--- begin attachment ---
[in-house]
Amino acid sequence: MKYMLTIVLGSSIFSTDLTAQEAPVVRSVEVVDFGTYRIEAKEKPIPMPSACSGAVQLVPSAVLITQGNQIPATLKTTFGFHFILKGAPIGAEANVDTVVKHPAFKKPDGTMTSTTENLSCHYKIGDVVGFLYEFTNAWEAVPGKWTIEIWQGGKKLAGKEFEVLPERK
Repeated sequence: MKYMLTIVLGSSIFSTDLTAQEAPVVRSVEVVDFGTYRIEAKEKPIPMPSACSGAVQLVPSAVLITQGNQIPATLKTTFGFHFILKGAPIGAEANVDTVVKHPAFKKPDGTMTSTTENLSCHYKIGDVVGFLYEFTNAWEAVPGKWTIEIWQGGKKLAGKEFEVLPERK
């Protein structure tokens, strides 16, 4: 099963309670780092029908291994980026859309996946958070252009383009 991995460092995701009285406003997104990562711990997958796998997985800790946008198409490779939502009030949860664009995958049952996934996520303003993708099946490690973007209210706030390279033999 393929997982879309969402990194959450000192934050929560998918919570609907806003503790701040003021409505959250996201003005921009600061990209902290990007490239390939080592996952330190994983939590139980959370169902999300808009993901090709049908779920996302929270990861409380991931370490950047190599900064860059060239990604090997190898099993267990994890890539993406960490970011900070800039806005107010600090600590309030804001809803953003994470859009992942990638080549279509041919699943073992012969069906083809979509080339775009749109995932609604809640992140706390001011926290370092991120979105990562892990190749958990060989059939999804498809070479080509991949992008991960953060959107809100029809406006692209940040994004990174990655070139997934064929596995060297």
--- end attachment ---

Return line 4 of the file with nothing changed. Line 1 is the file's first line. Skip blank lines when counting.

């Protein structure tokens, strides 16, 4: 099963309670780092029908291994980026859309996946958070252009383009 991995460092995701009285406003997104990562711990997958796998997985800790946008198409490779939502009030949860664009995958049952996934996520303003993708099946490690973007209210706030390279033999 393929997982879309969402990194959450000192934050929560998918919570609907806003503790701040003021409505959250996201003005921009600061990209902290990007490239390939080592996952330190994983939590139980959370169902999300808009993901090709049908779920996302929270990861409380991931370490950047190599900064860059060239990604090997190898099993267990994890890539993406960490970011900070800039806005107010600090600590309030804001809803953003994470859009992942990638080549279509041919699943073992012969069906083809979509080339775009749109995932609604809640992140706390001011926290370092991120979105990562892990190749958990060989059939999804498809070479080509991949992008991960953060959107809100029809406006692209940040994004990174990655070139997934064929596995060297």